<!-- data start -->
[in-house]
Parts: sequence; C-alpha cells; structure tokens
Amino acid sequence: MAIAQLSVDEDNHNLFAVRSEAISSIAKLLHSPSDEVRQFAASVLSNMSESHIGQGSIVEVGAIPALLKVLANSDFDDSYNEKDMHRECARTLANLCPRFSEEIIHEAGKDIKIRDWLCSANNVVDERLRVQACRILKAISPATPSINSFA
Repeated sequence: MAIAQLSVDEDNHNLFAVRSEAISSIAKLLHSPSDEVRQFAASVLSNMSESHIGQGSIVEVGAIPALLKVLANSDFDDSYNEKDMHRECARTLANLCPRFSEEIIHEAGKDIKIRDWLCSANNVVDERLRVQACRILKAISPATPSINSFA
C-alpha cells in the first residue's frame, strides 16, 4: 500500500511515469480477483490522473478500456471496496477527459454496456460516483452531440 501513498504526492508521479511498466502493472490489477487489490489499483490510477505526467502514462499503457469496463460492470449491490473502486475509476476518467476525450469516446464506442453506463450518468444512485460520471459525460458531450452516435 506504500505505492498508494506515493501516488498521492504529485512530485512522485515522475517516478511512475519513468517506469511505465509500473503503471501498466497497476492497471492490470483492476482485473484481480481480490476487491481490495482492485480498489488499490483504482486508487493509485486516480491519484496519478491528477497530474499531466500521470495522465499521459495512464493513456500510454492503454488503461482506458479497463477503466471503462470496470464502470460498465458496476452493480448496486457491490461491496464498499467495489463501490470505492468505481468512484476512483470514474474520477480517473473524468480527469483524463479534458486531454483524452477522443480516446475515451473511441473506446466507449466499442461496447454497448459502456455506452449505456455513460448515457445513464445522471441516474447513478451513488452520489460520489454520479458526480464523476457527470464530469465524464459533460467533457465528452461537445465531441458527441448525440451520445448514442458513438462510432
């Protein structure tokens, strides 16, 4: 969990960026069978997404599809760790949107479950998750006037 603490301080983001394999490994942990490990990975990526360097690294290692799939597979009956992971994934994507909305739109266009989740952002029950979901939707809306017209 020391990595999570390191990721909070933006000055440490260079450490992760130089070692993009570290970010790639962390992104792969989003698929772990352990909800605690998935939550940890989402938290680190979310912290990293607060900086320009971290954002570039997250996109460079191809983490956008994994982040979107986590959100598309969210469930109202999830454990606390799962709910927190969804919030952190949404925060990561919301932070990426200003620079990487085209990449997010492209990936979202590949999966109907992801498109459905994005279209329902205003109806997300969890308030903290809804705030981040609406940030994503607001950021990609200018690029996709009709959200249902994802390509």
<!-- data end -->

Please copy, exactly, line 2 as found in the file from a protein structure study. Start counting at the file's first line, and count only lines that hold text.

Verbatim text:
Parts: sequence; C-alpha cells; structure tokens